John Kerry Warns Israel Will Become 'Apartheid State' Without Peace

Diplomat Uses 'A-Word' To Stress Gravity of Talks Failure

getty images

By JTA

Published April 28, 2014.

Secretary of State John Kerry warned a roomful of world leaders that Israel could become “an apartheid state” if peace talks fail, the Daily Beast reported.

Kerry reportedly made the remarks Friday during a meeting of the Trilateral Commission, which included senior officials from the United States, Europe, Russia and Japan. The Daily Beast on Sunday evening reported that it had obtained a recording of the closed-door meeting.

“A two-state solution will be clearly underscored as the only real alternative. Because a unitary state winds up either being an apartheid state with second class citizens—or it ends up being a state that destroys the capacity of Israel to be a Jewish state,” Kerry said, according to the Daily Beast.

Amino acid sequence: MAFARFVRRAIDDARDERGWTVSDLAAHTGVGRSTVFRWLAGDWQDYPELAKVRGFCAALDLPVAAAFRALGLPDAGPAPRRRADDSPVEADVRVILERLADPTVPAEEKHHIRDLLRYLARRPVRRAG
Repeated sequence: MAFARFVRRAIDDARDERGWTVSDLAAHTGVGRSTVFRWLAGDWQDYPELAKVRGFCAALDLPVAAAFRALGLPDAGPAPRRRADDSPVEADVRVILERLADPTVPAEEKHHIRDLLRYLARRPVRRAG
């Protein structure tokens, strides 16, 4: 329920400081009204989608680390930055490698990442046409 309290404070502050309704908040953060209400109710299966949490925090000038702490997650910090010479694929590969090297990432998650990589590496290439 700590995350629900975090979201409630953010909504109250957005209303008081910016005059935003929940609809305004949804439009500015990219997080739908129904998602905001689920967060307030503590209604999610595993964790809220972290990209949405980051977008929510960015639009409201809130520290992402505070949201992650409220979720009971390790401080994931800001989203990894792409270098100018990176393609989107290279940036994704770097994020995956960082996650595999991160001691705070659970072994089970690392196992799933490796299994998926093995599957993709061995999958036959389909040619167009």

Kerry reportedly blamed both Israeli and Palestinian leaders for the current halt of the U.S.-backed peace talks.

According to the news website, Kerry reiterated a warning that failure of the Israeli-Palestinian negotiations could lead to a resumption of Palestinian violence against Israeli citizens; He said he believes a change in the leadership of either the Israelis or Palestinians could help bring about a peace deal; and he heavily criticized Israel for continued building in West Bank settlements.

“There is a fundamental confrontation and it is over settlements. Fourteen thousand new settlement units announced since we began negotiations. It’s very difficult for any leader to deal under that cloud,” Kerry said.

He told the world leaders that he is considering releasing his own peace plan and telling both sides to “take it or leave it,” according to the Daily Beast.

He said that both sides will have to make the tough decisions necessary for achieving peace.

“There’s a period here where there needs to be some regrouping. I don’t think it’s unhealthy for both of them to have to stare over the abyss and understand where the real tensions are and what the real critical decisions are that have to be made,” he said. “Neither party is quite ready to make it at this point in time. That doesn’t mean they don’t have to make these decisions.”



Would you like to receive updates about new stories?




















We will not share your e-mail address or other personal information.

Already subscribed? Manage your subscription.